Post-Traumatic Stress Disorder Symptoms Are Associated With Incident Chronic Back Pain

A Longitudinal Twin Study of Older Male Veterans

Pradeep Suri, MD, MS; Edward J. Boyko, MD, MPH; Nicholas L. Smith, PhD; Jeffrey G. Jarvik, MD, MPH; Gail P. Jarvik, MD, PhD; Frances M.K. Williams, PhD; Rhonda Williams, PhD; Jodie Haselkorn, MD, MPH; Jack Goldberg, PhD


Spine. 2019;44(17):1220-1227. 

In This Article


Of 342 individuals contacted at 5-year follow-up, 227 (66%) returned mail surveys for the current study and comprised the longitudinal study sample (Figure 1). The sample included 91 MZ pairs (n = 182) and 45 singletons. Compared with other participants of CSP #569 (n = 7341), those in the current study (n = 227) were more likely to report having received or having ever applied for VA disability compensation (25.9% vs. 33.3%; P = 0.01), but were otherwise comparable with respect to all variables examined in this study (data not shown).

The average age of the sample was 62 years, 26% of participants were college graduates, and 52% had an annual household income greater than the US median in 2011 ($50,000) (Table 1).[43] Those with baseline PTSD symptoms (PCL ≥30) were significantly more likely than those without to report having ever used VA health care services, to have ever received or applied for a VA service-connected disability, and to have depression symptoms (PHQ score ≥5) at baseline (Table 1).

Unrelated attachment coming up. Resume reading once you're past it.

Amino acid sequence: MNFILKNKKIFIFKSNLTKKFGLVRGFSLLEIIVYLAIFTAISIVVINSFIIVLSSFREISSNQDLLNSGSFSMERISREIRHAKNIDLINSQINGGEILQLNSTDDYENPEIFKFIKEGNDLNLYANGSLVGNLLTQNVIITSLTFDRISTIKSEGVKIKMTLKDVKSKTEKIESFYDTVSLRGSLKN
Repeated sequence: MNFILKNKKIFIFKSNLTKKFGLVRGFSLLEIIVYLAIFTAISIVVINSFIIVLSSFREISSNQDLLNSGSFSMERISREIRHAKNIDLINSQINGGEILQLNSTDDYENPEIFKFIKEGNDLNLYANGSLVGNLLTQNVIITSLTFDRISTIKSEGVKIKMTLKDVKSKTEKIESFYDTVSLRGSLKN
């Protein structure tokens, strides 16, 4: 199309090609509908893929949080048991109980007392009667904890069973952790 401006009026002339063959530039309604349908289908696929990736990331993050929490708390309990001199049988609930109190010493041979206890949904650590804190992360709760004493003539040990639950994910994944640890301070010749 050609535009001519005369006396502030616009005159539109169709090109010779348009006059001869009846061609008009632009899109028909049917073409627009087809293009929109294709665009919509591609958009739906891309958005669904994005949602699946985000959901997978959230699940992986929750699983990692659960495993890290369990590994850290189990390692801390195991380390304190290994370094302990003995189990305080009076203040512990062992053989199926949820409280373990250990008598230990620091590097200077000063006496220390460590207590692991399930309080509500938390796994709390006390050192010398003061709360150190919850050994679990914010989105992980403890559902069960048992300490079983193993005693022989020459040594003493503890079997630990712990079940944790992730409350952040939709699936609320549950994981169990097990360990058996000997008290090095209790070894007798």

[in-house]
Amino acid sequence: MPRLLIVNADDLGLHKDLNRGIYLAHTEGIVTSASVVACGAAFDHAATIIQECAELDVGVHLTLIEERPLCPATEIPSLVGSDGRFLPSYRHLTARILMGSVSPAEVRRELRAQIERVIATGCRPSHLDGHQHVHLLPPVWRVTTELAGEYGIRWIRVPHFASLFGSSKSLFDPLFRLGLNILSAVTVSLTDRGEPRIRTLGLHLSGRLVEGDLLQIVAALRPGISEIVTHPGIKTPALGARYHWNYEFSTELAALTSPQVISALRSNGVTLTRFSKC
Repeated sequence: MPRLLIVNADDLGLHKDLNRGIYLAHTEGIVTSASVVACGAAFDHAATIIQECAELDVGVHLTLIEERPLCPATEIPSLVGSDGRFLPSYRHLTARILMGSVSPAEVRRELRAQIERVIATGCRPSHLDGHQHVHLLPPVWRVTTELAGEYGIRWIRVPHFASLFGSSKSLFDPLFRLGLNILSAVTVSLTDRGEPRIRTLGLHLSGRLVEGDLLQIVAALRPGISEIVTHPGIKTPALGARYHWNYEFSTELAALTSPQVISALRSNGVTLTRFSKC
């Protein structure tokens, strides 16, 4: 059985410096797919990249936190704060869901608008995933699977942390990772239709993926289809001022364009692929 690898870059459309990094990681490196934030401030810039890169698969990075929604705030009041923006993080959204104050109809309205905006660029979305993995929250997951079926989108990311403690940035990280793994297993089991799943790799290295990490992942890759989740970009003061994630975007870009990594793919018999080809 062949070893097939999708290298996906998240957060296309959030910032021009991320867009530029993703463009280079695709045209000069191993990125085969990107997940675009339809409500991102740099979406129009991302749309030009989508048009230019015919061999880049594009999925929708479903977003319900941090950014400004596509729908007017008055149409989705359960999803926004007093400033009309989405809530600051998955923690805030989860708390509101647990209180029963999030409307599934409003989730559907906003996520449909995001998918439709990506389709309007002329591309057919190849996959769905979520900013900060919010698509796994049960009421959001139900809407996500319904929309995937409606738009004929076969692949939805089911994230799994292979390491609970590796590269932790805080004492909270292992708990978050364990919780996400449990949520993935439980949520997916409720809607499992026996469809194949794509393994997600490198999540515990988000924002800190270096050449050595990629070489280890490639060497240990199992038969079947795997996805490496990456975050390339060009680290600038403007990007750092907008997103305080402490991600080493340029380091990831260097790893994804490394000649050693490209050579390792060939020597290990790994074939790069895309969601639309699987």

At 5-year follow-up, 110 participants (50%) reported incident CBP, the primary study outcome (Table 2, Figure 2). Of the 91 MZ pairs in the longitudinal study sample, there were 86 MZ pairs where both cotwins reported on the presence or absence of incident CBP at follow-up. Among these 86 MZ pairs, the 5-year incidence was 41% in those without baseline PTSD symptoms, and 64% in those with baseline PTSD symptoms. Mean back pain intensity in those with CBP was approximately 5 points on a 0 to 10 NRS scale, reflecting moderate levels of pain intensity, and mean back-related functional limitations were 24 points on a 0 to 100 Oswestry scale. The incidences of chronic low back pain and chronic mid/upper back pain were 45% and 15%, respectively (Table 2, Figure 2).

Figure 2.

Incidence of chronic back pain at 5-year follow-up.

In bivariable within-pair analyses (accounting for familial factors), baseline PTSD symptoms were significantly associated with incident CBP at 5-year follow-up (RR 1.6, 95% CI 1.2–2.1; P = 0.001) (Table 3). The only covariate that met criteria for confounding using the ≥10% change-in-estimate method was VA service-connected disability (data not shown). Within-pair multivariable analyses adjusting for VA service-connected disability yielded nearly the same estimate of association as the bivariable analyses (RR 1.5, 95% CI 1.2–2.1; P = 0.002) (Table 3). Significant associations were also seen between baseline PTSD symptoms and the secondary back pain outcomes (Table 3), although the magnitude of association with incident chronic mid/upper back pain (multivariate-adjusted RR 2.7, 95% CI 1.1–6.3; P = 0.02) was larger than that with incident chronic low back pain (multivariate-adjusted RR 1.6, 95% CI 1.2–2.1; P = 0.001).